As a grief and trauma therapist, author and owner of an eight-figure private practice, my journey in mental health has convinced me of one thing: The path to a resilient and sustainable practice lies in diversification and burnout prevention.
The Necessity of Diversification
The world of private practice therapy isn’t what it used to be. The landscape has shifted, thanks in part to a greater societal acceptance of mental health as a crucial aspect of overall well-being. This surge in demand calls for a significant evolution in our practices, including an intentional focus on diversification.
Diversification is not merely about multiplying income sources; it’s about flexibility and adaptability. By offering a range of services, such as individual and group therapy sessions, workshops, telehealth services and even online courses, you can reach a broader audience and make mental health care more accessible. This diversity not only affects your bottom line but also influences your professional growth and the range of people you can help.
Income diversity can also help decrease burnout among practitioners. In a 2022 article published by the Association of American Medical Colleges, Saul Levin, MD, CEO and medical director of the American Psychiatric Association, said: “We have a chronic shortage of psychiatrists, and it’s going to keep growing.” This statement aligns with the findings from a 2017 report by the National Council for Mental Wellbeing, which projected that the shortage of mental health providers will double by 2025.
Busting Myths about Private Practice
When entering the world of private practice, myths and misconceptions abound. Two common myths include the belief that succeeding in private practice is a solo journey and that you have to be tech savvy. Let’s be clear: Building a successful private practice is often a collaborative effort. Consultation, group practices and professional networks enrich your practice.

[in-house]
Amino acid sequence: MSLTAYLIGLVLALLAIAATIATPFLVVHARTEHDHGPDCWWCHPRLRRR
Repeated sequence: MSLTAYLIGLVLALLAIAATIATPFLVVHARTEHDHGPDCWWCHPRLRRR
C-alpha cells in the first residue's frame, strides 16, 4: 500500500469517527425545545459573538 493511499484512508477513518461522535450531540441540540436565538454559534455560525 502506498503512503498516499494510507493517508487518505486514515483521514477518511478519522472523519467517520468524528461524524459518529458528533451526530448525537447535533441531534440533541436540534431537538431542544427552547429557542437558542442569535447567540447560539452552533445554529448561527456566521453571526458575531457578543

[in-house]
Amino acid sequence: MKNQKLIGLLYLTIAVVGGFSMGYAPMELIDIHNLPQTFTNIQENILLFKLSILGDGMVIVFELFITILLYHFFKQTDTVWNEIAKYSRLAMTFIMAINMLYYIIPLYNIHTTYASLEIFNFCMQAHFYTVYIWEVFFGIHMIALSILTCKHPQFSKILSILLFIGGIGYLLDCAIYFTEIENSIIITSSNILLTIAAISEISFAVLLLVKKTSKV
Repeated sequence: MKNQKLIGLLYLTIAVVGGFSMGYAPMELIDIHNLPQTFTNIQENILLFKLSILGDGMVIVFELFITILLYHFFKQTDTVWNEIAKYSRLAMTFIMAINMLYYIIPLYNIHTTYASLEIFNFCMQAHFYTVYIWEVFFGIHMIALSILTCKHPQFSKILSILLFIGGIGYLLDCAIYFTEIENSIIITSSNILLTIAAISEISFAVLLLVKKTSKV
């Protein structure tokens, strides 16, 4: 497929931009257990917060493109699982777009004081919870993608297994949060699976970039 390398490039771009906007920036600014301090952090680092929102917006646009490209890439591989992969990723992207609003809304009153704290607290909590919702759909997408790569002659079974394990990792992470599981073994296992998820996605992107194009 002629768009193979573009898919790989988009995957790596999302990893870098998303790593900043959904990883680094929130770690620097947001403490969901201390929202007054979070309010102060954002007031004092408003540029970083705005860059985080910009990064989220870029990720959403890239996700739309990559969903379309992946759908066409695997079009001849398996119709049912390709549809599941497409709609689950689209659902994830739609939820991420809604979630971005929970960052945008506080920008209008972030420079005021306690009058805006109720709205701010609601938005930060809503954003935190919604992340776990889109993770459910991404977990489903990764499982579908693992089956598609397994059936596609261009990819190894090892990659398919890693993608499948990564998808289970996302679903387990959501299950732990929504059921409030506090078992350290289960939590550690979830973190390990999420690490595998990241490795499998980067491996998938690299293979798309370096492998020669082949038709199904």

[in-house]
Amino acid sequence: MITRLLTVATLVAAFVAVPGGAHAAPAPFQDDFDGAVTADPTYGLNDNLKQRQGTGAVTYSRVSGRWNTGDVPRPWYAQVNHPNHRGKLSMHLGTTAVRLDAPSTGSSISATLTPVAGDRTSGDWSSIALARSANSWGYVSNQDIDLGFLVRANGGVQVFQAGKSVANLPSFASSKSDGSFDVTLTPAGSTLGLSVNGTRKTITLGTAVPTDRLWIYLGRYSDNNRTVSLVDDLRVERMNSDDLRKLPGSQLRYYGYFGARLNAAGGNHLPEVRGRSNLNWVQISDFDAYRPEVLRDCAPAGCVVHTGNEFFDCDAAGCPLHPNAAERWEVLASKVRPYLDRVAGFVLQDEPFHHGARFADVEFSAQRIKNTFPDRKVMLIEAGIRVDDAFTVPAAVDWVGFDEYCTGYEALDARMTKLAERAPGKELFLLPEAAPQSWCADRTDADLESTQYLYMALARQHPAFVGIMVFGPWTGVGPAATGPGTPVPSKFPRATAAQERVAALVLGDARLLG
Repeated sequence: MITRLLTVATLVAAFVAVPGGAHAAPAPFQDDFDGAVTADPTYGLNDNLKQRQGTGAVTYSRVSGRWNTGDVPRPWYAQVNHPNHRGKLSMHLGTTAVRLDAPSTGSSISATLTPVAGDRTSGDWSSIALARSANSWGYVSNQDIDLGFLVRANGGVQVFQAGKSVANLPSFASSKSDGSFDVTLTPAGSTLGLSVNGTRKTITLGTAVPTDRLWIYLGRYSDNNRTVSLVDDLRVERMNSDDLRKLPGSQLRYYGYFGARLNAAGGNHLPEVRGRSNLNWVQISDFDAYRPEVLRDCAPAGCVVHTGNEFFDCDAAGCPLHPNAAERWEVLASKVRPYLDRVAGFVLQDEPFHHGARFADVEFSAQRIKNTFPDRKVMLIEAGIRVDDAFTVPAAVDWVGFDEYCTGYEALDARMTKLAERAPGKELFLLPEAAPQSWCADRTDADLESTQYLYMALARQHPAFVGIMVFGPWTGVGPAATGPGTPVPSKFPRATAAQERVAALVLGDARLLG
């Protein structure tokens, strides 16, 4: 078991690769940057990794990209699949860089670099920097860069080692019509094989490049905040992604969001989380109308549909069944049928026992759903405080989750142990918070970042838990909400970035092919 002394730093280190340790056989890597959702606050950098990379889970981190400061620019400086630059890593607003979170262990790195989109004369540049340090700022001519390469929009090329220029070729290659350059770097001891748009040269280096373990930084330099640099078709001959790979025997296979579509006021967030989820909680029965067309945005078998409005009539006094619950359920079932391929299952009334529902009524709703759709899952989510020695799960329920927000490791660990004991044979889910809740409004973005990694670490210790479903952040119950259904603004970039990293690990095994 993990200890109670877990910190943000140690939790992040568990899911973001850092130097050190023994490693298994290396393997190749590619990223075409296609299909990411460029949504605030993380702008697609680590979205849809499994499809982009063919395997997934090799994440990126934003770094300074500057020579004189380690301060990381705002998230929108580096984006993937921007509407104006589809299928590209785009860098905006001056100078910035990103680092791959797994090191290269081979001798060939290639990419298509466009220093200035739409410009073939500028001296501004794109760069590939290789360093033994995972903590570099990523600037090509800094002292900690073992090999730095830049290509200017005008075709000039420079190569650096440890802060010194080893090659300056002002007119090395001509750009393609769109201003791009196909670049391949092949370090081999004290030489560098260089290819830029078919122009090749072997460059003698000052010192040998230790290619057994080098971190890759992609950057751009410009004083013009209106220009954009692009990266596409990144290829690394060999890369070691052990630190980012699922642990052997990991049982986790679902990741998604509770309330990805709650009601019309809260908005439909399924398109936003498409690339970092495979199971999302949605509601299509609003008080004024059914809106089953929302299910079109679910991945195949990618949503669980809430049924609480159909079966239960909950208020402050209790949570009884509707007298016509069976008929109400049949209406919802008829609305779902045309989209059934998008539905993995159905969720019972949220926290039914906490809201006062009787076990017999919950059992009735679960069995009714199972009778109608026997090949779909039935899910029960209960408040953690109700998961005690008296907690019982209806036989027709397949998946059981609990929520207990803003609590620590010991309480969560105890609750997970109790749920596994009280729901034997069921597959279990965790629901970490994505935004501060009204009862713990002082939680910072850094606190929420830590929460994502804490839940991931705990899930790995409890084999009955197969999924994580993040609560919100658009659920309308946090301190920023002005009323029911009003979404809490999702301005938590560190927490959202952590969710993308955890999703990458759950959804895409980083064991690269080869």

You also don’t need to be a tech wizard to thrive. Basic tech literacy suffices for most aspects of modern practice, such as using electronic health records or engaging in teletherapy.
Mental health practitioners often report feeling that they weren’t properly equipped to run a private practice, which reinforces the notion that running a successful practice requires a collaborative approach with other professionals and the community. Many practitioners, especially those in solo practice, don’t need a full-time team; instead,
they need auxiliary support in the areas of administrative, marketing, legal and accounting assistance.
Confronting Limiting Beliefs
Limiting beliefs — beliefs that restrict you in some way — can also be detrimental to your success as a private practice therapist. Thoughts such as “I’m not good at business,” “People won’t pay my rates” or “If I desire to make money, I’m a bad therapist” can be barriers to a flourishing practice.
The truth is business skills are acquired and honed over time. And if you provide a service that meets a significant need, clients will pay your rates. The key is to focus on a niche where you can add undeniable value.
Finally, financial stability is necessary to continue to offer therapeutic services to the community. It’s akin to being instructed on an airplane to “put your mask on first” before you’re able to help anyone else.
The Fundamentals of Building a Sustainable Practice